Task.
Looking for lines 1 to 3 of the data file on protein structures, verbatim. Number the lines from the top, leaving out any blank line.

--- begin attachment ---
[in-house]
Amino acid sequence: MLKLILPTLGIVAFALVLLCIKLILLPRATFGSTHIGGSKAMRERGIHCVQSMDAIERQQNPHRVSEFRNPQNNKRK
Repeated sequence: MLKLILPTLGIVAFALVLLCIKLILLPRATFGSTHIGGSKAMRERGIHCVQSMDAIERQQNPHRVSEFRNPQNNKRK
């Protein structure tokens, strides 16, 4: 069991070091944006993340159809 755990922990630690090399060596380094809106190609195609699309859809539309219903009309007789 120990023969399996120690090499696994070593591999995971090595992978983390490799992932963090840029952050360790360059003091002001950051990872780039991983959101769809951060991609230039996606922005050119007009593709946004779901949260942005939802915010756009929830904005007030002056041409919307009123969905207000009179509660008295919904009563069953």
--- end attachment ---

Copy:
[in-house]
Amino acid sequence: MLKLILPTLGIVAFALVLLCIKLILLPRATFGSTHIGGSKAMRERGIHCVQSMDAIERQQNPHRVSEFRNPQNNKRK
Repeated sequence: MLKLILPTLGIVAFALVLLCIKLILLPRATFGSTHIGGSKAMRERGIHCVQSMDAIERQQNPHRVSEFRNPQNNKRK